Montana is full of big wonders: the grizzlies, the elk, the moose, the huge mountains and the equally huge sky. We visit Yellowstone and look for wolves and bears, and hope that we’ll be one of the few visitors to witness Steamboat Geyser erupting for the first time in 20 years: we want the big stuff!
But it’s the small wonders that actually make up our lives. And they can be pretty wonderful, indeed.
A foggy morning in the Yellowstone’s Hayden Valley, for instance.
Or the setting sun reflected in clouds over the Yellowstone River on a calm September evening.
But you don’t need to be in Yellowstone to witness small wonders. Take, for example, a couple of prairie lakes in Montana with deceptively dull names: Brown’s Lake and Arod Lake. They sit quietly on the edge of the mountains, not flashy, not drawing attention to themselves in any way. But they are full of wonders.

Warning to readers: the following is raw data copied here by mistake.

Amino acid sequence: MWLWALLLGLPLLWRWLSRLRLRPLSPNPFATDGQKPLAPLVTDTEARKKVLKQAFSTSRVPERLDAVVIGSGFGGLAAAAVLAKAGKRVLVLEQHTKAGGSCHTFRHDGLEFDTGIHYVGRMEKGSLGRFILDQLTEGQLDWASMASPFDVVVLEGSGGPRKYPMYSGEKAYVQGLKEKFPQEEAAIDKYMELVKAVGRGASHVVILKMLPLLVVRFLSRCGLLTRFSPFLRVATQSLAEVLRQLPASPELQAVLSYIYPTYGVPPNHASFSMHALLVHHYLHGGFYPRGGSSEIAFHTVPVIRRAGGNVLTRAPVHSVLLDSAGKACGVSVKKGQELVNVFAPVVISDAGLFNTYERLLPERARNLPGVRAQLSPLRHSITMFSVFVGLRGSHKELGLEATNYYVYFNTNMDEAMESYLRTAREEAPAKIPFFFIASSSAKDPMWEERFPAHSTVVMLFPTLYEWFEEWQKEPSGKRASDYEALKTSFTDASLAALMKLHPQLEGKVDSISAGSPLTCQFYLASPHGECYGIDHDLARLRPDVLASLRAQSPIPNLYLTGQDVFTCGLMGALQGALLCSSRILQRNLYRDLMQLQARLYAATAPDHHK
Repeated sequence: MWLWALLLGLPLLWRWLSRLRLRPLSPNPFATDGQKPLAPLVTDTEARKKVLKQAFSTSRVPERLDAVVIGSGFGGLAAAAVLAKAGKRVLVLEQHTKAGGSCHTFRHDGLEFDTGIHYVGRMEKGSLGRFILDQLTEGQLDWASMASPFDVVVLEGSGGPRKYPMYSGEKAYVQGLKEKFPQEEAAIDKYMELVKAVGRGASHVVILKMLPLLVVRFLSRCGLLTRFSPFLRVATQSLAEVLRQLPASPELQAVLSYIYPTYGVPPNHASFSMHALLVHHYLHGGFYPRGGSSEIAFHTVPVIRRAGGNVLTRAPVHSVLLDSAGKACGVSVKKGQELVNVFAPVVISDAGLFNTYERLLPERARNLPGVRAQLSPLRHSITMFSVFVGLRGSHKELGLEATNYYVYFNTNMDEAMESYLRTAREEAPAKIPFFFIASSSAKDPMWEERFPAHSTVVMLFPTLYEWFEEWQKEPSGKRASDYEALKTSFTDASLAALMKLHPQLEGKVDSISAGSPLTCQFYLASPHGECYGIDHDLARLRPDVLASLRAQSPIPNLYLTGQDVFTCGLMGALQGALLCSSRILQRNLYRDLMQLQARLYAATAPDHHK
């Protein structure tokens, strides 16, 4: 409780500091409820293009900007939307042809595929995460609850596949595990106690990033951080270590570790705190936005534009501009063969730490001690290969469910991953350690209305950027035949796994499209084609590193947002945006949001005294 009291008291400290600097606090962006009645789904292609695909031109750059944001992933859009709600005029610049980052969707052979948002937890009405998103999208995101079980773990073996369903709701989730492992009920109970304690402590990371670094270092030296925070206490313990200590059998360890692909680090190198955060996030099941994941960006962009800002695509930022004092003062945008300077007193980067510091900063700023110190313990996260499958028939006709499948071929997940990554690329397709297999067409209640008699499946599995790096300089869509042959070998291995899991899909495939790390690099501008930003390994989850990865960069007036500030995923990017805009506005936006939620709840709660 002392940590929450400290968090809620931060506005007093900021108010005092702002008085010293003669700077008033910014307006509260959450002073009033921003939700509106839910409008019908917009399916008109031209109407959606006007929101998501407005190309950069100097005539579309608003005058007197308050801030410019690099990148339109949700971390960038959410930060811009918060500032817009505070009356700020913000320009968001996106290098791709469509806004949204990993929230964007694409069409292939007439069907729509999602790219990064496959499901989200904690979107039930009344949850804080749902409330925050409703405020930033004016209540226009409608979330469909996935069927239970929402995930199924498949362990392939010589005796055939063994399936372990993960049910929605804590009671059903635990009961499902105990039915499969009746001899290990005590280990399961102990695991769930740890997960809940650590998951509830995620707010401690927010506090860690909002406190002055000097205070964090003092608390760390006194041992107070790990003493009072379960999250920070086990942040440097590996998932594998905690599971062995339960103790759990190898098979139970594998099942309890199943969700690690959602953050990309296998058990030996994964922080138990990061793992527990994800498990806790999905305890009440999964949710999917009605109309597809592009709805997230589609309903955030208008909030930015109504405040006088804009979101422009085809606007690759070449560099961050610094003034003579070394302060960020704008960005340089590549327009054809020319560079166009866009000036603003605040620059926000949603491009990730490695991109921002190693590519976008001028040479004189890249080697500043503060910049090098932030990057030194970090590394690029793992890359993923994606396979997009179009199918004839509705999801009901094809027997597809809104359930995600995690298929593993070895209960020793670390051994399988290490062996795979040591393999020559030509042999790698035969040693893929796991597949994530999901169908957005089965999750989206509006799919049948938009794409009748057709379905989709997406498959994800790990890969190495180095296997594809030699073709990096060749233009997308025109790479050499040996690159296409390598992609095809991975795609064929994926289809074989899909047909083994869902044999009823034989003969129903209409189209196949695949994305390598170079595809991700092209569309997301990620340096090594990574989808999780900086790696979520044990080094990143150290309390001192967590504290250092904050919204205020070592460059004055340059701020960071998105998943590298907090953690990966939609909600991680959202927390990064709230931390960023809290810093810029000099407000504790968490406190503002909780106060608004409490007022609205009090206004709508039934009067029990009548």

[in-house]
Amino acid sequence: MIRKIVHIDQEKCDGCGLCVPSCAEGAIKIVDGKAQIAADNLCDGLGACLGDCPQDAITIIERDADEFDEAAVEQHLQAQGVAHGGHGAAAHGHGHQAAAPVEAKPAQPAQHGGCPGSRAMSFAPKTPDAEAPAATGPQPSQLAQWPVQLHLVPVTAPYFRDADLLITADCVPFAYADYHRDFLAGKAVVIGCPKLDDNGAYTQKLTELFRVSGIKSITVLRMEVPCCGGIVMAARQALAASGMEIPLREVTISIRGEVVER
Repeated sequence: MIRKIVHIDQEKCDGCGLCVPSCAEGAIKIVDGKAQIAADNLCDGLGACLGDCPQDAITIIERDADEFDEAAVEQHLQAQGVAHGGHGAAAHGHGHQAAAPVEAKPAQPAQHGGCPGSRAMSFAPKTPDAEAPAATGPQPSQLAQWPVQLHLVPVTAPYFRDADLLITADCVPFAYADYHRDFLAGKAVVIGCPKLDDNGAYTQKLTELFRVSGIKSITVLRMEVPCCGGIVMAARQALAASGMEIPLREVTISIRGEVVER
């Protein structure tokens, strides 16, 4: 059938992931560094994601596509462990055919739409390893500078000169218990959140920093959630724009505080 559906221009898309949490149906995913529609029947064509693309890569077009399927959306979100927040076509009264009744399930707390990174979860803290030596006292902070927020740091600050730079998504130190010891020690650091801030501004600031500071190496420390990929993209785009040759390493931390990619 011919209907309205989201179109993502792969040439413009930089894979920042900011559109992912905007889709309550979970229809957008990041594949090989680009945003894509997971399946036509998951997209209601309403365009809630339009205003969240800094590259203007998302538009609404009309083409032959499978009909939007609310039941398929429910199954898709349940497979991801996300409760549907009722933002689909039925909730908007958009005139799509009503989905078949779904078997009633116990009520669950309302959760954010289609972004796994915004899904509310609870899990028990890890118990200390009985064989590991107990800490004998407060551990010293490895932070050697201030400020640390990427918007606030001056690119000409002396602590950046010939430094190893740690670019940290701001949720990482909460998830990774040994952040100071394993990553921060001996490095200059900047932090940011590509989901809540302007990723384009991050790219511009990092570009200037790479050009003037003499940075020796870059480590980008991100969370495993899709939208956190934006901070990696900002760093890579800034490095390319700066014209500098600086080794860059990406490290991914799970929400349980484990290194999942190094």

Brown’s Lake sits at the edge of the Scapegoat Wilderness, and it’s a favorite nesting ground for both Red-necked and Pied-billed Grebes in the early summer.
And then the sun will set. It happens every day, so I guess it qualifies as “merely” a small wonder. But…wow.
Arod Lake is further north, along the Rocky Mountain Front. It’s truly in the middle of the prairie, and the huge expanse of prairie and sky makes you feel pretty tiny.
Pelicans and cormorants and gulls nest here, and the noise in the evening as the adults return to the colonies can be…well, a bit on the loud side.
The sun going down behind storm clouds over the Rocky Mountain Front: another small wonder.
Small wonders everywhere. What are yours?